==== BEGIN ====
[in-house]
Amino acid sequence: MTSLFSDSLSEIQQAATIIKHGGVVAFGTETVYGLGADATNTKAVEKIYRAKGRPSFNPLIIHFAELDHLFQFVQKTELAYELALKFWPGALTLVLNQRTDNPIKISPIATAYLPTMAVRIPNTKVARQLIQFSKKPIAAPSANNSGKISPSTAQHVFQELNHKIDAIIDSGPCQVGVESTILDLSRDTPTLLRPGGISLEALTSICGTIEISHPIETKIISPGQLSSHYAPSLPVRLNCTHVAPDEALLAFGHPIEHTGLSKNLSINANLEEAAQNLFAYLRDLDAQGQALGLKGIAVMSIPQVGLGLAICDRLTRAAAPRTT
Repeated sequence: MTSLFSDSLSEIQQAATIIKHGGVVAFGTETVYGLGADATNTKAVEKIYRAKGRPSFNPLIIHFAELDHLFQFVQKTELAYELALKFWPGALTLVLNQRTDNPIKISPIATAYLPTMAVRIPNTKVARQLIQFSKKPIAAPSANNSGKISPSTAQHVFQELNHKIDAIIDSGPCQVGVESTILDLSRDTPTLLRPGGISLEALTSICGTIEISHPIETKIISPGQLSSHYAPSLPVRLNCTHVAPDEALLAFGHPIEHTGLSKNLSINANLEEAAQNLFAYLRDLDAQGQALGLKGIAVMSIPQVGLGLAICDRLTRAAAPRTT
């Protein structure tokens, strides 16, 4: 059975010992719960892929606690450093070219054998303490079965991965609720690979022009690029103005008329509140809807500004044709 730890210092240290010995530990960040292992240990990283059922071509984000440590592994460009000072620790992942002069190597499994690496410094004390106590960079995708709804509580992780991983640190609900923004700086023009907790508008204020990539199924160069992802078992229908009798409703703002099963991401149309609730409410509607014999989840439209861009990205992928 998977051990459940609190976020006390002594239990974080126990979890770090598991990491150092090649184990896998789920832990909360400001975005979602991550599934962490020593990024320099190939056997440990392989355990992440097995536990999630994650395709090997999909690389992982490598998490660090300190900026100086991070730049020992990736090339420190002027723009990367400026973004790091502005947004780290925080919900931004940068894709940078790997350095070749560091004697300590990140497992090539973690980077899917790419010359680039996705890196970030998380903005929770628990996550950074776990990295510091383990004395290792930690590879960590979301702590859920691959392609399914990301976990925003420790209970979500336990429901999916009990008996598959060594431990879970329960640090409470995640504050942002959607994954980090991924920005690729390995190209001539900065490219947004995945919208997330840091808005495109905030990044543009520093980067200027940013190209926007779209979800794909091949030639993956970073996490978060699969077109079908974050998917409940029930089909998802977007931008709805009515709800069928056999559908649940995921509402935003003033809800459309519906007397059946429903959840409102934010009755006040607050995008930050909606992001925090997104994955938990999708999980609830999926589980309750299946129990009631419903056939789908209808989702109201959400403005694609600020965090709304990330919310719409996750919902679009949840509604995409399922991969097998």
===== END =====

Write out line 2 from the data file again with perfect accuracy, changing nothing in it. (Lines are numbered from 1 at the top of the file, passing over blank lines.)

Amino acid sequence: MTSLFSDSLSEIQQAATIIKHGGVVAFGTETVYGLGADATNTKAVEKIYRAKGRPSFNPLIIHFAELDHLFQFVQKTELAYELALKFWPGALTLVLNQRTDNPIKISPIATAYLPTMAVRIPNTKVARQLIQFSKKPIAAPSANNSGKISPSTAQHVFQELNHKIDAIIDSGPCQVGVESTILDLSRDTPTLLRPGGISLEALTSICGTIEISHPIETKIISPGQLSSHYAPSLPVRLNCTHVAPDEALLAFGHPIEHTGLSKNLSINANLEEAAQNLFAYLRDLDAQGQALGLKGIAVMSIPQVGLGLAICDRLTRAAAPRTT